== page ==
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Iraqi forces on Friday entered west Mosul neighbourhoods, a key stronghold in the shrinking"caliphate" of the Islamic State group, which replied with deadly suicide attacks in Iraq and Syria.
As the war on the world's most violent jihadist group escalated, Iraqi warplanes struck IS militants inside neighbouring Syria, a first that Damascus said was coordinated between the two governments.
In yet another key landmark in the bloody offensive to retake Mosul, the largest city ever held by the jihadists, elite Iraqi forces punched into districts of the west bank for the first time.
The interior ministry's elite Rapid Response force, which retook Mosul airport on Thursday, kept its momentum and broke into the adjacent Jawsaq neighbourhood.
They were met by mortar fire and snipers but also by ululating women celebrating the end of more than two and half years of tyrannic rule and by men begging for cigarettes.
"I don't have any left, I swear, I don't have any left," said one government fighter as his convoy advanced slowly down the street.
The elite Counter-Terrorism Service that did most of the fighting in the four-month-old Mosul offensive entered a neighbourhood further west along the city's southern limits."We entered the outer edge of Al Maamun neighbourhood," said Staff Lieutenant General Abdul Wahab al-Saadi, a top CTS commander.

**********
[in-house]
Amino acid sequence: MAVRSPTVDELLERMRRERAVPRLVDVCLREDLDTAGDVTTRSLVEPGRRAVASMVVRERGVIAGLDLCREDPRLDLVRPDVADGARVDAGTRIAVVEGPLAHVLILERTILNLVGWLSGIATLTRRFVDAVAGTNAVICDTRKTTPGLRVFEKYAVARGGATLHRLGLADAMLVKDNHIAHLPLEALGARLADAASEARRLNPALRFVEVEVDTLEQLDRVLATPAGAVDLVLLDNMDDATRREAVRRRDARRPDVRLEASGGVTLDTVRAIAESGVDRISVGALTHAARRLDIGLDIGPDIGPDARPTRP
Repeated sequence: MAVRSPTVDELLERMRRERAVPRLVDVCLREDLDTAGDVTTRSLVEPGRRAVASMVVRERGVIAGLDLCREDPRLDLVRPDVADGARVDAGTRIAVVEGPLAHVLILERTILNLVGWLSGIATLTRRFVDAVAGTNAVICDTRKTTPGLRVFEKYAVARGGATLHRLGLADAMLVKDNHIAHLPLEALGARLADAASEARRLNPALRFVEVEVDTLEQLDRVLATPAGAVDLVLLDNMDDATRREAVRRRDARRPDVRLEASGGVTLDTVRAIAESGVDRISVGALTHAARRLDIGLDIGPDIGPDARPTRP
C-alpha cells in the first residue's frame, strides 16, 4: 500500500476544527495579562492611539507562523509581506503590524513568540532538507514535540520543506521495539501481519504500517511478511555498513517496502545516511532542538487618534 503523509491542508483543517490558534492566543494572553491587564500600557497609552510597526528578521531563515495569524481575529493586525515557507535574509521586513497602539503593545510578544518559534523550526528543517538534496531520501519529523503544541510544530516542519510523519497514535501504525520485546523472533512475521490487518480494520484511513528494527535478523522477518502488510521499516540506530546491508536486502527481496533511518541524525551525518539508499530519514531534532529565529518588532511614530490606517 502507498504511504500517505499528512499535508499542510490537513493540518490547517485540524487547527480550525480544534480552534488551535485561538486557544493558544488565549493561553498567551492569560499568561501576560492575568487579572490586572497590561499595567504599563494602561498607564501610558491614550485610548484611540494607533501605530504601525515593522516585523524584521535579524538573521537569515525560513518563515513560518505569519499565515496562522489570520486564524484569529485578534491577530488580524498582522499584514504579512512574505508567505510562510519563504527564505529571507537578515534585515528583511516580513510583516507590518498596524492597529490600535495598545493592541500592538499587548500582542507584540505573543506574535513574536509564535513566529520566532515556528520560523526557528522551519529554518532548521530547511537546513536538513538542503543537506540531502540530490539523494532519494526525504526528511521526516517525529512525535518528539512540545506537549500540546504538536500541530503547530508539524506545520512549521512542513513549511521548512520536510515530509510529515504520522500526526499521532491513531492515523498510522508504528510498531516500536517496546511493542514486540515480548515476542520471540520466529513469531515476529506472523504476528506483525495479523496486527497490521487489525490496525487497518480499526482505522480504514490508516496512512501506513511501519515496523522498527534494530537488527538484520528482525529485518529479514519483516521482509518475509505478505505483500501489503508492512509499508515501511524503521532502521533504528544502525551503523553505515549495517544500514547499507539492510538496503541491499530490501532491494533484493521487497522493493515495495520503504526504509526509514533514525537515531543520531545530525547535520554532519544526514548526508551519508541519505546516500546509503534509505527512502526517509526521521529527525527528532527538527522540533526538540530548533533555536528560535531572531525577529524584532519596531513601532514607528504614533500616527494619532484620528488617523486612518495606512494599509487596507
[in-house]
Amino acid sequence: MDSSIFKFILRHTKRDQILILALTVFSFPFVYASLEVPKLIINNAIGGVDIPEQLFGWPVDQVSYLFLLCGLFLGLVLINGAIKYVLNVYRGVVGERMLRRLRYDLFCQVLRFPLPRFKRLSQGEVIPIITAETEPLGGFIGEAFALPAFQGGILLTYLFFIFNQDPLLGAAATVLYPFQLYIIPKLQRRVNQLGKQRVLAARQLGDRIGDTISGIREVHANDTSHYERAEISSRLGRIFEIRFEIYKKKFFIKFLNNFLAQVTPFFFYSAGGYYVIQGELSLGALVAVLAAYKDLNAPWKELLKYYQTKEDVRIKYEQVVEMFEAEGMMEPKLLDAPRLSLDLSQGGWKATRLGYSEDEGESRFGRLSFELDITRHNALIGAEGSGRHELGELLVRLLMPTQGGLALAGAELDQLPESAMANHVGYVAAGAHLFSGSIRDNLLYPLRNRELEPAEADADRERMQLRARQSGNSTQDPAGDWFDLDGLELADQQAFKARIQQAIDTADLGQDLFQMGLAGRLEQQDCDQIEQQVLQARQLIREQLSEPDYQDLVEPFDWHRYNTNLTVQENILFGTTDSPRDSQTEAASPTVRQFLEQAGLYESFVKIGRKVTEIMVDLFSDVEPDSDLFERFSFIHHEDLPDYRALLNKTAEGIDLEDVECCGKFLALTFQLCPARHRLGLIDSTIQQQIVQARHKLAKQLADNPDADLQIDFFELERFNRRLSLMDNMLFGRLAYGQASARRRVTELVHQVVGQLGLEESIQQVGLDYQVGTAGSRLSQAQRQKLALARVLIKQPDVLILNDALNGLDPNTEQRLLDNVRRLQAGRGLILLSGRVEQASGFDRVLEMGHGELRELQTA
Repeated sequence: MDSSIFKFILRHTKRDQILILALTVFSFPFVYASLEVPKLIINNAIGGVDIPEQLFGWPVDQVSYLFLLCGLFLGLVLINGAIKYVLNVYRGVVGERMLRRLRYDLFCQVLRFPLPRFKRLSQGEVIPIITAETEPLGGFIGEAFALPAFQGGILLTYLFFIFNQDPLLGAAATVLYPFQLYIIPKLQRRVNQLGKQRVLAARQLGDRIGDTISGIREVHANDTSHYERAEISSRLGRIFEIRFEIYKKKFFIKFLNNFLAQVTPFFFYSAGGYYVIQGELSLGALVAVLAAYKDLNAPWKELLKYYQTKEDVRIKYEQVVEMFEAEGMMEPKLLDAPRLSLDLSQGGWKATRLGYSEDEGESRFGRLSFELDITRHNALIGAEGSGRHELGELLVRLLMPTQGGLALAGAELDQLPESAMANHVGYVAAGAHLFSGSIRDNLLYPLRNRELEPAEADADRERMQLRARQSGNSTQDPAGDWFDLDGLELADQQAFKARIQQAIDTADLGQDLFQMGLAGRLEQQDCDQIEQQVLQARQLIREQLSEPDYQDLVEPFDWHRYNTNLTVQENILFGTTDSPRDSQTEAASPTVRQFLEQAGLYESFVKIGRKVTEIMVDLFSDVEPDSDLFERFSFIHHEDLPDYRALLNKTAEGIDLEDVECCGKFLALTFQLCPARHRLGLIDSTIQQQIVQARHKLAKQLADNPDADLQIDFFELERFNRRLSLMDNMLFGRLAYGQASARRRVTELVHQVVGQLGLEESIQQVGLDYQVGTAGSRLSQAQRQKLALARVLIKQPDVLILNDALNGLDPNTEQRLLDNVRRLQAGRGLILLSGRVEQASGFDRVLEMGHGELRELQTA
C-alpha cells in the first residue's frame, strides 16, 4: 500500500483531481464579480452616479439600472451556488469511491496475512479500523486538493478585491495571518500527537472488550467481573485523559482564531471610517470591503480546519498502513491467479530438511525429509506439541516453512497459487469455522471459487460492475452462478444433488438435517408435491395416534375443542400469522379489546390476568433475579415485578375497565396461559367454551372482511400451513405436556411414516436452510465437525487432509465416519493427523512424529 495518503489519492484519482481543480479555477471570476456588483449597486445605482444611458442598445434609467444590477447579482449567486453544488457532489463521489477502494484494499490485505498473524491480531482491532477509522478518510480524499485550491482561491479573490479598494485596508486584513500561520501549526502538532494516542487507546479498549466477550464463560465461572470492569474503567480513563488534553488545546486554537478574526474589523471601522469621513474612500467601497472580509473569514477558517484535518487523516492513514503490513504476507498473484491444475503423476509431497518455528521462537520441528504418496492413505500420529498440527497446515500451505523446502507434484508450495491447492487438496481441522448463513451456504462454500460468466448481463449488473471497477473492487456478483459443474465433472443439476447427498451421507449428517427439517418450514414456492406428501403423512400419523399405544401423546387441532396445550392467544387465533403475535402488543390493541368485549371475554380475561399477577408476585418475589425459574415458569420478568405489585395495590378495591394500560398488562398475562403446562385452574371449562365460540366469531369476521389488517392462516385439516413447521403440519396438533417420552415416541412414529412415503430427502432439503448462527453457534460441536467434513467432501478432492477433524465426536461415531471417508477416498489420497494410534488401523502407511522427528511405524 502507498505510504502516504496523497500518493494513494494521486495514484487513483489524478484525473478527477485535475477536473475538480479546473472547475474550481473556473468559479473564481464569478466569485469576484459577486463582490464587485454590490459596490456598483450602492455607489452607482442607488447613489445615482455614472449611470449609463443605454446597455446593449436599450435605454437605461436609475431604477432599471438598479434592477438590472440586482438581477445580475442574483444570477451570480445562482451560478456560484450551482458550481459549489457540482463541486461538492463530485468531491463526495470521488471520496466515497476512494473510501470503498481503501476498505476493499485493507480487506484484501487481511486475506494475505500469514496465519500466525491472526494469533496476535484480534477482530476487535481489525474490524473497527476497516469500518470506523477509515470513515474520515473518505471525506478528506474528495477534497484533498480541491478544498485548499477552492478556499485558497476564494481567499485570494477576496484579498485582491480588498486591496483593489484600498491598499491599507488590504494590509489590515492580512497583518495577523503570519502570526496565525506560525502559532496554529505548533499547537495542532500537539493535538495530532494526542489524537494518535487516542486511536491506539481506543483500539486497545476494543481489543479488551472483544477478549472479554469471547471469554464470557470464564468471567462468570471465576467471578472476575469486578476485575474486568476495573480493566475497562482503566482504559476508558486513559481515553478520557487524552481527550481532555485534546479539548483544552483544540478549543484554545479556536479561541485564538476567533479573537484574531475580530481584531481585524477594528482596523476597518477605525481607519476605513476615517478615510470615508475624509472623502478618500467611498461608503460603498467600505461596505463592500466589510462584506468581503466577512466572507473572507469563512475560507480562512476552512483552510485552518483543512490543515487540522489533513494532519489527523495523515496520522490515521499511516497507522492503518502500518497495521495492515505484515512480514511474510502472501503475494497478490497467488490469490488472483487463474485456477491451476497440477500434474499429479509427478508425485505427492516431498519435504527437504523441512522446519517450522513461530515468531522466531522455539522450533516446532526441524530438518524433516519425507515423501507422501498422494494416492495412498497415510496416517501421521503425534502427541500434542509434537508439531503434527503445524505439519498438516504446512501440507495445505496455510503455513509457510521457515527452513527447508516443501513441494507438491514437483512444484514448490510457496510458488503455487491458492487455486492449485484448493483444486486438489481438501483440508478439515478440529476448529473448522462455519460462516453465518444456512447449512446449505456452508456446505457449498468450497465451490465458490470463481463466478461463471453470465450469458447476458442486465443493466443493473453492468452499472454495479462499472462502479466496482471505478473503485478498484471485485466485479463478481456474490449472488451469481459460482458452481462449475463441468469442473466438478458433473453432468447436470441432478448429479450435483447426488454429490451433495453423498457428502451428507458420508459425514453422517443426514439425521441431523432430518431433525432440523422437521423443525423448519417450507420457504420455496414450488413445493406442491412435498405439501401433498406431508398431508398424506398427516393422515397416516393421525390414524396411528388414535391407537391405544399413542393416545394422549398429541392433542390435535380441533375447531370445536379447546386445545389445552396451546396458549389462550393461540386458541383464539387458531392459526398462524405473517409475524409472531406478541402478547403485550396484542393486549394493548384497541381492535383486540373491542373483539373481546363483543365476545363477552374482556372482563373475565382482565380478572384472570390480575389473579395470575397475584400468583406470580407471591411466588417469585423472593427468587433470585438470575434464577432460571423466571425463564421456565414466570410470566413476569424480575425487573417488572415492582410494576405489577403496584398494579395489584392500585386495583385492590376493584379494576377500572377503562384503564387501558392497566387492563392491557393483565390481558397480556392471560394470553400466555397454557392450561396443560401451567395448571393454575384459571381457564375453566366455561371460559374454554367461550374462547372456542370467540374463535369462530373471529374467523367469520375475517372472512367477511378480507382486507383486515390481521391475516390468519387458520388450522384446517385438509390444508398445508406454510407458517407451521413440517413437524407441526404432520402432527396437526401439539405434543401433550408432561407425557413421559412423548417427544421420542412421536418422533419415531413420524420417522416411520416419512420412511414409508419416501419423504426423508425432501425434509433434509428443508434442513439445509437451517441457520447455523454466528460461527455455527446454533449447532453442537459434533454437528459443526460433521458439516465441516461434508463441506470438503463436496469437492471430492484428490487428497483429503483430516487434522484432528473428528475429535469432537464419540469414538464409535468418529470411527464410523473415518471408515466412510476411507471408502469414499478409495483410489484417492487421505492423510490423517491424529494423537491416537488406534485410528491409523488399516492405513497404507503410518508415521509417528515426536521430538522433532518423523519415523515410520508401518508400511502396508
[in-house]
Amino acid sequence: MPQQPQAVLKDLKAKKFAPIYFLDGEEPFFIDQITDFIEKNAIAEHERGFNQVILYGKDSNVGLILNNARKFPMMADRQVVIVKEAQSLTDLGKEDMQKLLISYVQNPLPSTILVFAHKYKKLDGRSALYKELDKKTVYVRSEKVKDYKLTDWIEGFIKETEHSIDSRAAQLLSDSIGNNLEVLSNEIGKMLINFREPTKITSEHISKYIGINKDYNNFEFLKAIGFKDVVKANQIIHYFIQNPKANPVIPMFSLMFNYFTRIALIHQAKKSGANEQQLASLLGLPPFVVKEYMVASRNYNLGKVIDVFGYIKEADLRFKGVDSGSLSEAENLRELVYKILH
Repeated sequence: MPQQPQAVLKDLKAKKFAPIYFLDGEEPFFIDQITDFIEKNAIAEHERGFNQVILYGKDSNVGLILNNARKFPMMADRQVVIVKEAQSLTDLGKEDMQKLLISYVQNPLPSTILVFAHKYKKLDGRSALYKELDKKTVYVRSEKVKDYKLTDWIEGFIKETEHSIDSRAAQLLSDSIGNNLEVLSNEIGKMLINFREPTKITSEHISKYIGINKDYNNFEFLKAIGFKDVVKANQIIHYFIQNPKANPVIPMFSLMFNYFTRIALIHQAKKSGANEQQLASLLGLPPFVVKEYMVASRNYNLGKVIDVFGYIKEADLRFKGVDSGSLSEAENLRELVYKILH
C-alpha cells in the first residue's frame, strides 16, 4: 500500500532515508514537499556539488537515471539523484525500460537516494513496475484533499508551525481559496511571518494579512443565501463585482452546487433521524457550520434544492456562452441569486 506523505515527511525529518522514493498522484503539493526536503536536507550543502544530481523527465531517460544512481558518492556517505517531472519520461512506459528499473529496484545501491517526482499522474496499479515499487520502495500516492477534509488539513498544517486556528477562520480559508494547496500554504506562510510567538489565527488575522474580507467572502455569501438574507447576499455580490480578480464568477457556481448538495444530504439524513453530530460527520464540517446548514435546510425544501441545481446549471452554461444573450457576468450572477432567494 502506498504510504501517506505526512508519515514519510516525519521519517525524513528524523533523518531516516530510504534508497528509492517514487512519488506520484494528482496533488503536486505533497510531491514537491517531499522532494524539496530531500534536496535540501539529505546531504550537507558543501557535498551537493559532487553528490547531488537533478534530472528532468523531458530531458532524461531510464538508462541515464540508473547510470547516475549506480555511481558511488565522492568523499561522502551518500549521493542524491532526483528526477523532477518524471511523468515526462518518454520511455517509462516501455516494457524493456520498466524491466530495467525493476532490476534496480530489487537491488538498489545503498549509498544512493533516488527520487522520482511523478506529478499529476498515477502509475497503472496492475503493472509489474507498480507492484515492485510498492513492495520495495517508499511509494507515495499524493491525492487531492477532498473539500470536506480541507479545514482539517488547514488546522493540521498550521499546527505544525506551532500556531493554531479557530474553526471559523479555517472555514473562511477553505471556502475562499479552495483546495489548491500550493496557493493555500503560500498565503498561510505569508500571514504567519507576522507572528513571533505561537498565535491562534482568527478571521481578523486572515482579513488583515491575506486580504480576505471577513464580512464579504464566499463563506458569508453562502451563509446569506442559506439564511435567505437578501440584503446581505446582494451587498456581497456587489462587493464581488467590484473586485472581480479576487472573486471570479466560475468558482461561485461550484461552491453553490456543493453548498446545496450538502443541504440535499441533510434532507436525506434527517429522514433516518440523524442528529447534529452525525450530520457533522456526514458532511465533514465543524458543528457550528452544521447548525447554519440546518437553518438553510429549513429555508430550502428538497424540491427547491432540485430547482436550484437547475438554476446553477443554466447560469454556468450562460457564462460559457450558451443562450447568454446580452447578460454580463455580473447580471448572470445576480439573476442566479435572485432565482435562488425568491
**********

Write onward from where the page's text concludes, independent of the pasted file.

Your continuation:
"IS is using vehicle bombs -- this morning three were destroyed. We have some injuries from the weaponised drones and mortars," he told AFP just south of Mosul.
It was not immediately clear whether Iraqi forces would keep venturing deeper into west Mosul or consolidate their positions on the edges ahead of dangerous operations towards the centre.
The fight"has moved very fast so far but we'll see what happens in the next stage. It might be more difficult," Saadi admitted.
The narrow streets of the Old City, home to the mosque where Abu Bakr al Baghdadi made his only public appearance as IS leader and proclaimed the"caliphate" in July 2014, could turn into a death trap. They will be impassable for some military vehicles, forcing Iraqi forces to go on dismounted raids. IS has covered some streets with roofs to block aerial surveillance.
The loss of west Mosul would be a death blow to the jihadists' claim they are running a"state" and leave the city of Raqqa in neighbouring Syria as the only major urban centre they still control.
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